Editorial: Resisting Insularity

Becky O'Malley
Tuesday December 02, 2003

Last week I had a chance to take a look at a little exhibit in the basement of International House, the residence hall near the UC campus where students from all countries live together in order to, as their web page says, “foster intercultural respect and understanding, lifelong friendships and leadership skills for the promotion of a more tolerant and peaceful world.” 

The display cases are filled with memorabilia going back almost 75 years since the house opened: a letter of recommendation for Canadian John Kenneth Galbraith, pictures of formal dances in the 40s and 50s with daringly mixed racial and ethnic groupings, the saga of how I-House arranged for a Japanese student to live a Midwestern home instead of an internment camp when she was marooned during World War II.  

The exhibit brought back the most vivid memory I have of my first day in Berkeley: walking through Sather Gate and seeing an Indian woman in a sari coming toward me. At that moment, 18 years old, I felt that I was indeed a citizen of the world, even though I’d never been farther from the U.S. than Tijuana. One of the continuing joys of living in Berkeley is that the world has always come to us. But now it seems that this could change.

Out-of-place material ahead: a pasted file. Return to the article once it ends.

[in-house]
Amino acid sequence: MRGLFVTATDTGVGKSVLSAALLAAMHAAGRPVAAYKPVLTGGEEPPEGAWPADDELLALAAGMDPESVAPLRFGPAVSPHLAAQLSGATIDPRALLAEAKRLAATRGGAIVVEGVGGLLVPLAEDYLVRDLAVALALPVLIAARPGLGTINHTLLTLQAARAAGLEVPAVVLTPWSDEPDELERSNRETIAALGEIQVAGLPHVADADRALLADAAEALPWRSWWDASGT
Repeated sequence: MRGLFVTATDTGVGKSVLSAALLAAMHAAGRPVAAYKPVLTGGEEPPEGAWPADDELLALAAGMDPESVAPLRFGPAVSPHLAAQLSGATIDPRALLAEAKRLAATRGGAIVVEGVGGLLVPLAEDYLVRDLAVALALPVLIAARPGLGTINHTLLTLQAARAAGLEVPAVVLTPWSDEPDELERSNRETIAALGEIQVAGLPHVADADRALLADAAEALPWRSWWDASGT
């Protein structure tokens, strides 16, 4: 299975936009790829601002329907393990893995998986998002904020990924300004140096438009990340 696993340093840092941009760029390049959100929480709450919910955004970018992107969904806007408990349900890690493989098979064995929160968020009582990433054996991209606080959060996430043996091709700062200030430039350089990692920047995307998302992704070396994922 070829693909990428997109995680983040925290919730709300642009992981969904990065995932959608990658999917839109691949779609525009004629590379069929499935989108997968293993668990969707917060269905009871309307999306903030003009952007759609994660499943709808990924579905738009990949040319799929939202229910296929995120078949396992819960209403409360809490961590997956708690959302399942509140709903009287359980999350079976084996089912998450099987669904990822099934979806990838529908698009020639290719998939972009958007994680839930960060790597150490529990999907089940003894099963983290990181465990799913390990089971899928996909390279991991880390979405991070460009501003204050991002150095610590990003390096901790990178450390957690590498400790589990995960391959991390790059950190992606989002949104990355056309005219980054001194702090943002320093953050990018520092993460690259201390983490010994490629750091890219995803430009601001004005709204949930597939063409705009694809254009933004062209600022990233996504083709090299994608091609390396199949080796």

Thanksgiving at our house has often included guests from other countries, as it did this year. But this year I was sadly conscious of the guests who weren’t there: the Cambodian student who left for a short visit to his family and was inexplicably denied a return visa after 9/11; the Canadian opera singers who had to leave because they never could get working papers; the Israeli girl who went home to months in prison because she is a conscientious objector. A Parisienne at the table has been here for five years, thanks to her husband’s high-tech job, but her family hasn’t visited her. Her father is old, she said, and was originally from Algeria. He’s not willing to risk going through U.S. visa procedures because of the stories he’s heard about how foreigners, especially foreigners from Arabic-speaking countries, are treated in the U.S. these days.  

Enrollment of international students at Cal is down since 9/11, enough to affect the vacancy rate for Berkeley rentals. Students report endless hassles from U.S. consular employees when they apply for visas, even in countries like China with very little logical connection to fears of terrorism. The American president is a man who had never left the country until he was elected, and who now travels isolated in military jets wearing soldier suits he hasn’t even earned.  

The prospect of a “more tolerant and peaceful world” seems more remote than ever. But if Japanese-American friendships survived the Second World War, perhaps friendships being made by students in Berkeley today will survive the current unpleasantness. The I-House exhibit is a touching reminder of what has been accomplished in 75 years, against all odds, by dedicated internationalists determined to rise above the periodic eruptions of national strife. We Berkeleyans who enjoy the rewards of living in an international community should continue to do as much as we can to prevent our government from working against these goals. 

Becky O’Malley is executive editor of the Berkeley Daily Planet.